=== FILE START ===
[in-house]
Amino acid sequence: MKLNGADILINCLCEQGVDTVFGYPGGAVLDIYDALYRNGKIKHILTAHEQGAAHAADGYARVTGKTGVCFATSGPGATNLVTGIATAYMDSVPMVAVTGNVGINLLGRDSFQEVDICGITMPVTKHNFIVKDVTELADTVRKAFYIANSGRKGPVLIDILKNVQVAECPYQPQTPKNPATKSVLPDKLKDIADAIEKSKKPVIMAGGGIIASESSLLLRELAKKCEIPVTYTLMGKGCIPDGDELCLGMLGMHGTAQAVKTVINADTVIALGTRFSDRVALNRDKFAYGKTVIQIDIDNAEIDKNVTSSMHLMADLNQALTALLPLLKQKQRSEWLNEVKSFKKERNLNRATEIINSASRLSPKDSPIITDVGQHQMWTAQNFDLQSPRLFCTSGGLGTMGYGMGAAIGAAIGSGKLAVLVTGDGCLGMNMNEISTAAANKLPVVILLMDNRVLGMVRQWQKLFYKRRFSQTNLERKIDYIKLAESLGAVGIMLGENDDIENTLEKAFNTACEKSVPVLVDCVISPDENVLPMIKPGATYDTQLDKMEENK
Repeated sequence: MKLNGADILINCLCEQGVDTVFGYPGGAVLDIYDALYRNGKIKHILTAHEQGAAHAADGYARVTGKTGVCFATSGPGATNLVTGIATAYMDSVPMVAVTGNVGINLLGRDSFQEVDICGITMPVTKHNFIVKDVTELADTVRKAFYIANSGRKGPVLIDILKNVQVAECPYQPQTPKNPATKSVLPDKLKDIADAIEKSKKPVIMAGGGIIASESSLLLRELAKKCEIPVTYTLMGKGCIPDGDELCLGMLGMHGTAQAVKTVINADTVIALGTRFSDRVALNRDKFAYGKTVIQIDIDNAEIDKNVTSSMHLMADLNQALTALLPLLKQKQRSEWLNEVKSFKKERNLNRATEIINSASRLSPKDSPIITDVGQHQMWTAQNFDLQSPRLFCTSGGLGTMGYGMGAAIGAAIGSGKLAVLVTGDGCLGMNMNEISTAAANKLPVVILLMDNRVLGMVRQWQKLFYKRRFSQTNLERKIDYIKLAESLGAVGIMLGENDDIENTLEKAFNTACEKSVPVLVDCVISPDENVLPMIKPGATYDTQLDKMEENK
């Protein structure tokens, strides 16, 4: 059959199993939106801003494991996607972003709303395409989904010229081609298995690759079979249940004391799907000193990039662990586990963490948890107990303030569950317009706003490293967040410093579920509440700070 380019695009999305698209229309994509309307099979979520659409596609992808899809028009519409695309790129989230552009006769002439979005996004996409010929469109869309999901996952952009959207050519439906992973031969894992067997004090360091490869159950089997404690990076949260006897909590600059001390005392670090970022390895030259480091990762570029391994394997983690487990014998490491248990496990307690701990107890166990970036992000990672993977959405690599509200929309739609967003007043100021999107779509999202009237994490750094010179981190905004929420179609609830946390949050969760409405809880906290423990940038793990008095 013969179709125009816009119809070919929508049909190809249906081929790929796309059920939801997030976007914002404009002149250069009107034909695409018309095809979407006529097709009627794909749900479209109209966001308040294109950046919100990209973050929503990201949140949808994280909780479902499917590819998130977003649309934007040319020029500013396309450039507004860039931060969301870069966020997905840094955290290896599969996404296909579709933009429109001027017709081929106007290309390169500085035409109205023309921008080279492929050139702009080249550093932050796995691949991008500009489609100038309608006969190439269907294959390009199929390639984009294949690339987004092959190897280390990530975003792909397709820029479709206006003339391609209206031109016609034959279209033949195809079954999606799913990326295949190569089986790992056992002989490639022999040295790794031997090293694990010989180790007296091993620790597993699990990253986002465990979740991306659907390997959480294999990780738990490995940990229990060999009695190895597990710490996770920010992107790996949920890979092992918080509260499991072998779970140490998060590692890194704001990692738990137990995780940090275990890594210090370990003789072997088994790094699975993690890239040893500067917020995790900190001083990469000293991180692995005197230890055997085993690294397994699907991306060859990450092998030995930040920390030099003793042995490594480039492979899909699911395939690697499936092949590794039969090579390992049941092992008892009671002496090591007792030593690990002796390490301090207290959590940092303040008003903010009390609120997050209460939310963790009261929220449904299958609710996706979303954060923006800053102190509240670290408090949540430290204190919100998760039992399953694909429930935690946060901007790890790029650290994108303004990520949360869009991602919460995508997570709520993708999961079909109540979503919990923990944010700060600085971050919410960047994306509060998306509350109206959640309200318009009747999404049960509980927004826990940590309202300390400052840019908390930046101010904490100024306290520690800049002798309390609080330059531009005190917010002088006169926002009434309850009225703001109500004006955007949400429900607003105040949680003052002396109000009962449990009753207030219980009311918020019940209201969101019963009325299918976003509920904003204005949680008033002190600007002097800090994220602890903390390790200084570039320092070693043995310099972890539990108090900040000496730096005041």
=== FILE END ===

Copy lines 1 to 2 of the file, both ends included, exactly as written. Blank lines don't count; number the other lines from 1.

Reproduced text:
[in-house]
Amino acid sequence: MKLNGADILINCLCEQGVDTVFGYPGGAVLDIYDALYRNGKIKHILTAHEQGAAHAADGYARVTGKTGVCFATSGPGATNLVTGIATAYMDSVPMVAVTGNVGINLLGRDSFQEVDICGITMPVTKHNFIVKDVTELADTVRKAFYIANSGRKGPVLIDILKNVQVAECPYQPQTPKNPATKSVLPDKLKDIADAIEKSKKPVIMAGGGIIASESSLLLRELAKKCEIPVTYTLMGKGCIPDGDELCLGMLGMHGTAQAVKTVINADTVIALGTRFSDRVALNRDKFAYGKTVIQIDIDNAEIDKNVTSSMHLMADLNQALTALLPLLKQKQRSEWLNEVKSFKKERNLNRATEIINSASRLSPKDSPIITDVGQHQMWTAQNFDLQSPRLFCTSGGLGTMGYGMGAAIGAAIGSGKLAVLVTGDGCLGMNMNEISTAAANKLPVVILLMDNRVLGMVRQWQKLFYKRRFSQTNLERKIDYIKLAESLGAVGIMLGENDDIENTLEKAFNTACEKSVPVLVDCVISPDENVLPMIKPGATYDTQLDKMEENK